Retirees and others are digesting prolonged economic hardships, and like “Old Love,” it can be hard to spot. Two recent reports from Merrill Lynch pin down what many retirees experience in their own families.
“Americans’ Perspectives on New Retirement Realities and the Longevity Bonus,” published in May 2013, describes perceptions of retirement in light of our longer lives. The results are based on a national, online poll taken in December 2012 and January 2013, of people age 45 and older (45+). The survey had more than 6,300 respondents, and they oversampled wealthy people and 60 to 70 year olds.
- Over 70% of pre-retirees in the survey plan to work in retirement. Most hope for part-time or intermittent work. Only 29% say they won’t work for pay again.
- Coincidentally, the 50+ age group is the only one, based on U.S. Bureau of Labor Statistics, to have experienced an increase in the number of employed workers. All younger age classes have fewer people working.
- Among current retirees, 57% retired early, and the top three reasons were that they had health problems (34%), had enough money (27%), or lost their jobs (24%). The least common reason was needing to care for a family member (10%).
- Among those 45+, 52% expect to provide help to their adult children, but only 16% expect to give help to their parents or parents-in-law. Wealthier respondents expect to offer more help than poorer respondents.
A second Merrill-Lynch report, “Family & Retirement: The Elephant in the Room,” came out November 18, 2013, and it deals with the growing interdependencies in families, no doubt a product of the recession and poor recovery. This survey included 5,415 respondents age 25+. Again, they oversampled wealthy people.
- Over two-thirds (68%) of respondents age 50+ have provided support to family members in the last five years, and the average amount was almost $15,000 per year. The terms of the loans/gifts are usually lenient. The report doesn’t identify components of this support, but it most probably includes college expenses, which can be large.
- Often one family member serves as the family bank.
- About half of pre-retirees age 50+ would make major sacrifices, including working longer, returning to work, and sacrificing their lifestyle, to help family members.
- Divorce and remarriage have complicated the financial relationships of people 50+. About 37% now have step-relatives, and many respondents feel responsible for step-relatives.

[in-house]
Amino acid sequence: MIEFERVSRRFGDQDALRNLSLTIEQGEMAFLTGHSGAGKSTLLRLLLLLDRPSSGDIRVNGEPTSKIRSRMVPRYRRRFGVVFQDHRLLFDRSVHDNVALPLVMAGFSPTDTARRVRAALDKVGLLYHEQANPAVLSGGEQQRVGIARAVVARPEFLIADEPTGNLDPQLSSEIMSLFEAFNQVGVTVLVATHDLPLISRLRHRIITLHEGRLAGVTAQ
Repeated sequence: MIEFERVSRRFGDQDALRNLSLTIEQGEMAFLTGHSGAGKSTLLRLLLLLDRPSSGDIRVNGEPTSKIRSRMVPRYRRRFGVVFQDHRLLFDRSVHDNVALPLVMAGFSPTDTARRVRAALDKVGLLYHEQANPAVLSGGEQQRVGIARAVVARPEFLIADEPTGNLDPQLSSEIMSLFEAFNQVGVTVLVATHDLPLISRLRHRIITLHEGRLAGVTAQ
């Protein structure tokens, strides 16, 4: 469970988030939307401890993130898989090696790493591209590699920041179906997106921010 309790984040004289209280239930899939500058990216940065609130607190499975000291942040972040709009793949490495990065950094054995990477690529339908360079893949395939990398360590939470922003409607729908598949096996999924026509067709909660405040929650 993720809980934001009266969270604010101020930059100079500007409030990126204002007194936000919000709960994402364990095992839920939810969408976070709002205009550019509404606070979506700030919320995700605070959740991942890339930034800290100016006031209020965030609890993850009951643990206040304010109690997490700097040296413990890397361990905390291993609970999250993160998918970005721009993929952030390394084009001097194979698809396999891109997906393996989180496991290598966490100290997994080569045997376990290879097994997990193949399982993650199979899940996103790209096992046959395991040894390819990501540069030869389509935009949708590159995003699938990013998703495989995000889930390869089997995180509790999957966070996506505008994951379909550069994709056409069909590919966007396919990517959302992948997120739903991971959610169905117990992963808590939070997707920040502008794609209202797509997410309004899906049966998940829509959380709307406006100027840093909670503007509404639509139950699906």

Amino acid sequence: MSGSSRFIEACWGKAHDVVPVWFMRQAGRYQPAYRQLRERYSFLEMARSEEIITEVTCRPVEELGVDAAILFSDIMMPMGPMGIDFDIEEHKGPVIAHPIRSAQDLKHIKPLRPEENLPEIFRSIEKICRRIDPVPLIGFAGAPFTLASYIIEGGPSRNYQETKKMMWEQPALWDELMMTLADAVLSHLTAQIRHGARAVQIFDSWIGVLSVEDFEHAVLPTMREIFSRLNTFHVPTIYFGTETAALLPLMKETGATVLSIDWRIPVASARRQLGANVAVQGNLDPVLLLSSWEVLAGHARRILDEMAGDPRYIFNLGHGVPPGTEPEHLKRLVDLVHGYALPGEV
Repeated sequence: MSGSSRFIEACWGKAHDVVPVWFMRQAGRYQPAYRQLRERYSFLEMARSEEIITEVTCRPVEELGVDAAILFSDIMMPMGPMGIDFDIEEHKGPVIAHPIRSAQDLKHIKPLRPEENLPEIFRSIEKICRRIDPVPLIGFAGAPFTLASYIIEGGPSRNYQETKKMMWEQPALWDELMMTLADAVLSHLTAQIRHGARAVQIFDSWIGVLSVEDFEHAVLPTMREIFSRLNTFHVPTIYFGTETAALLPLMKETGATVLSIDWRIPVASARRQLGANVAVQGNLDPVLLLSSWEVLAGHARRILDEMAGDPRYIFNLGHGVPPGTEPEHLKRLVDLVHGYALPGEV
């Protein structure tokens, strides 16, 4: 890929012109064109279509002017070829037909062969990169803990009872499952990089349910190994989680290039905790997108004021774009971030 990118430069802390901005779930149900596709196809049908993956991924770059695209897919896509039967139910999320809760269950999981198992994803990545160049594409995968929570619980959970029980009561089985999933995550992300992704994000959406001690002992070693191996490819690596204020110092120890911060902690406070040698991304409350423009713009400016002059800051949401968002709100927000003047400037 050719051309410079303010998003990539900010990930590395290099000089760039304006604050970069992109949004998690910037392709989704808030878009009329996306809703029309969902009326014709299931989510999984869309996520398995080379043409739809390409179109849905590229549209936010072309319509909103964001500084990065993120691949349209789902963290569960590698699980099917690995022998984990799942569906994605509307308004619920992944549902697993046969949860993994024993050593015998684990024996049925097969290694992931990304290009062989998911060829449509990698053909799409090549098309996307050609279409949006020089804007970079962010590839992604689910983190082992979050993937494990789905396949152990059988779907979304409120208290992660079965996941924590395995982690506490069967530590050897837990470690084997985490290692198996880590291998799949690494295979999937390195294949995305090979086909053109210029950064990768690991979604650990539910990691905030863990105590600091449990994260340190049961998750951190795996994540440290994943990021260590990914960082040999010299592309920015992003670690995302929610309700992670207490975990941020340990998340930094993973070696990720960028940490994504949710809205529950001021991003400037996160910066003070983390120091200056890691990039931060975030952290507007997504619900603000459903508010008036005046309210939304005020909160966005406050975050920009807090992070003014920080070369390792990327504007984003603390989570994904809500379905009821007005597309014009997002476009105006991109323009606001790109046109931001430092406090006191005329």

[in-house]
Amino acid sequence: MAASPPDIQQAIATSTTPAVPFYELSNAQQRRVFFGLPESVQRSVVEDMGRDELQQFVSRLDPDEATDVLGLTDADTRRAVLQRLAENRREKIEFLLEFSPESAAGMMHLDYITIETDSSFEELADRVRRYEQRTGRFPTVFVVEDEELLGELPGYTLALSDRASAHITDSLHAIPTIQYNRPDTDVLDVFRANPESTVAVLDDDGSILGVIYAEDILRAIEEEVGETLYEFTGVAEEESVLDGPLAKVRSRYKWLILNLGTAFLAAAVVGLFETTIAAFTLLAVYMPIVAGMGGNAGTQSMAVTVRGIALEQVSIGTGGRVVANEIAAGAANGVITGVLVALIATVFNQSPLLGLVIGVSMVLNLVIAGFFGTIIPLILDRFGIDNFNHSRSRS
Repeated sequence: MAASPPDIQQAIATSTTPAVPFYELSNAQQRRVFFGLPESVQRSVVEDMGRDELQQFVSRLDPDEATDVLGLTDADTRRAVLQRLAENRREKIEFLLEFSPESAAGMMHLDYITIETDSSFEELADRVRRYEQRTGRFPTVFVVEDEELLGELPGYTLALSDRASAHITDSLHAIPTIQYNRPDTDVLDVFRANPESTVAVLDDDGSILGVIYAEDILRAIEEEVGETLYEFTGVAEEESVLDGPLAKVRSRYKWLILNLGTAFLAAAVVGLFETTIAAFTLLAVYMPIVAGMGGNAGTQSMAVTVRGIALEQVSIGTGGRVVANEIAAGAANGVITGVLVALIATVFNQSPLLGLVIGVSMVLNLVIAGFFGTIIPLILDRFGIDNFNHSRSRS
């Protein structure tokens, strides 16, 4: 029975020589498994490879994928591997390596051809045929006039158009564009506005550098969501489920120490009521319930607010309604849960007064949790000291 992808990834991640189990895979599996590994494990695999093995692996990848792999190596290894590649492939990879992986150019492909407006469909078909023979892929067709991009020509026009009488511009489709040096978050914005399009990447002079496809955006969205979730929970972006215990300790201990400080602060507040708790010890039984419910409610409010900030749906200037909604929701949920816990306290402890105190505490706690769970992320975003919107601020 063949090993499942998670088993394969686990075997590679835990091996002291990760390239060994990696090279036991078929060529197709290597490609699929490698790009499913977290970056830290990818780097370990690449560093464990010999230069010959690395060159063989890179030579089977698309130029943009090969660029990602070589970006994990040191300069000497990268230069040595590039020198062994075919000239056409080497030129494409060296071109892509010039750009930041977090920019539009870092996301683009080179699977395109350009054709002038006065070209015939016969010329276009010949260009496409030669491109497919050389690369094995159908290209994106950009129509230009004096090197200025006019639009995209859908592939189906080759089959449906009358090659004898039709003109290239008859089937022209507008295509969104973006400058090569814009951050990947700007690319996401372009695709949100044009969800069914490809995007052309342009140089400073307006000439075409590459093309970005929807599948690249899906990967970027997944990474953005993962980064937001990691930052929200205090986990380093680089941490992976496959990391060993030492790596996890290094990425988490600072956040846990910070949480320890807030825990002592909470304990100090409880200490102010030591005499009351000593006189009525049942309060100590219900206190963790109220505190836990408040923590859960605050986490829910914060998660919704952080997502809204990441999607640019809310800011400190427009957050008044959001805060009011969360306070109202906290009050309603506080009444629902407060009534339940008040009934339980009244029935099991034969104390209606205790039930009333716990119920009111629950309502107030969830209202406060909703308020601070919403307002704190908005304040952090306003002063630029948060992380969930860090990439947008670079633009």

- “Gray Divorce” is on the rise: in 1960 only 2% of the population age 50+ were divorced and single, but now it is 14%. Many divorced people remarry.
- Almost half of retirees say their marriages are more fulfilling and loving in retirement, while only 11% say theirs are more boring or contentious.
- The greatest worries of older people are running out of money and being a burden on family, which is consistent with the California study reported on two weeks ago.
- The vast majority (86%) of older people want to receive long-term care, if it’s needed, in their home.
- Small percents of respondents have in-depth, intergenerational discussions of family net worth (8-13%), long-term care (10%), inheritance plans (22-36%). Families find it hard to keep such discussions civil.
Readers must keep in mind that both surveys used the Internet to reach respondents. Wikipedia reports that almost one-third of Americans are not connected to the Internet. They tend to be recent immigrants, African Americans or foreign-born Latinos, and among all groups, older, poorer or less educated.
Maybe the common threads are: first, many Americans have been affected by the recession and slow recovery. Depending on their age and wealth, Americans expect to work and have worked longer, and expect to help and have helped family members. They experience increasing divorce rates and consequently more complex families, and many of those already retired had to retire early for health reasons or because they lost their jobs.
The most severe weakness is that families find it hard to openly discuss and plan around their changed circumstances. It’s as if family members believe theirs is the only family affected, and the members are embarrassed and unwilling to talk dispassionately about it.
Second, and in response, Americans are experiencing increasing family interdependence, relying on members who have more wealth or income. These members are willing to help, even at considerable sacrifice to themselves and without imposting strict conditions, yet they worry about running out of money and health, and whether they can avoid long-term institutional care.
This apparent generosity and resilience of American families is something for which we can give thanks. Happy Thanksgiving.